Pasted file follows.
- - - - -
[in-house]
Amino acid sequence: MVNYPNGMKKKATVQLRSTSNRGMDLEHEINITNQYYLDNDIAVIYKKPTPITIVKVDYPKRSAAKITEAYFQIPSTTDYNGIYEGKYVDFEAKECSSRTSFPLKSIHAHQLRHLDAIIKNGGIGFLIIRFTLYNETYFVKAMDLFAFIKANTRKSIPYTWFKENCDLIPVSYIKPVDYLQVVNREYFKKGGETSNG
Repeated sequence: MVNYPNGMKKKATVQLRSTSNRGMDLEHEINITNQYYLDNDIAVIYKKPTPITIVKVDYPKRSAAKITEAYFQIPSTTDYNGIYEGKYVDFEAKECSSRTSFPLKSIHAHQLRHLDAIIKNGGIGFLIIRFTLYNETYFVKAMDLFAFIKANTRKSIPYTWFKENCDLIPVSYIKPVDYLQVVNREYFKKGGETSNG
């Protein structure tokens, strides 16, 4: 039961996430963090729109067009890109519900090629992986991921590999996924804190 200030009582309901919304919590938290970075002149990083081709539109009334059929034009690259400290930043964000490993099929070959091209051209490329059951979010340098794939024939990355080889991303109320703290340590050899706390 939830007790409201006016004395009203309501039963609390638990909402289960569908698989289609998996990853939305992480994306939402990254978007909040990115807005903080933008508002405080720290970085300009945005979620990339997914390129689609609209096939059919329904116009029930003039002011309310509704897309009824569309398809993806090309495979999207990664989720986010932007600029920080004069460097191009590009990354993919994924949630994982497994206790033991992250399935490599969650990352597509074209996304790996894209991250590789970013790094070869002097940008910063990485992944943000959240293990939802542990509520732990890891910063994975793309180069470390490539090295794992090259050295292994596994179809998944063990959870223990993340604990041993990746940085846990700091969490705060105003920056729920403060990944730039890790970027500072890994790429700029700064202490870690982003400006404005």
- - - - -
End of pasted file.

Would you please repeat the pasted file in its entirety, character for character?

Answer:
[in-house]
Amino acid sequence: MVNYPNGMKKKATVQLRSTSNRGMDLEHEINITNQYYLDNDIAVIYKKPTPITIVKVDYPKRSAAKITEAYFQIPSTTDYNGIYEGKYVDFEAKECSSRTSFPLKSIHAHQLRHLDAIIKNGGIGFLIIRFTLYNETYFVKAMDLFAFIKANTRKSIPYTWFKENCDLIPVSYIKPVDYLQVVNREYFKKGGETSNG
Repeated sequence: MVNYPNGMKKKATVQLRSTSNRGMDLEHEINITNQYYLDNDIAVIYKKPTPITIVKVDYPKRSAAKITEAYFQIPSTTDYNGIYEGKYVDFEAKECSSRTSFPLKSIHAHQLRHLDAIIKNGGIGFLIIRFTLYNETYFVKAMDLFAFIKANTRKSIPYTWFKENCDLIPVSYIKPVDYLQVVNREYFKKGGETSNG
């Protein structure tokens, strides 16, 4: 039961996430963090729109067009890109519900090629992986991921590999996924804190 200030009582309901919304919590938290970075002149990083081709539109009334059929034009690259400290930043964000490993099929070959091209051209490329059951979010340098794939024939990355080889991303109320703290340590050899706390 939830007790409201006016004395009203309501039963609390638990909402289960569908698989289609998996990853939305992480994306939402990254978007909040990115807005903080933008508002405080720290970085300009945005979620990339997914390129689609609209096939059919329904116009029930003039002011309310509704897309009824569309398809993806090309495979999207990664989720986010932007600029920080004069460097191009590009990354993919994924949630994982497994206790033991992250399935490599969650990352597509074209996304790996894209991250590789970013790094070869002097940008910063990485992944943000959240293990939802542990509520732990890891910063994975793309180069470390490539090295794992090259050295292994596994179809998944063990959870223990993340604990041993990746940085846990700091969490705060105003920056729920403060990944730039890790970027500072890994790429700029700064202490870690982003400006404005």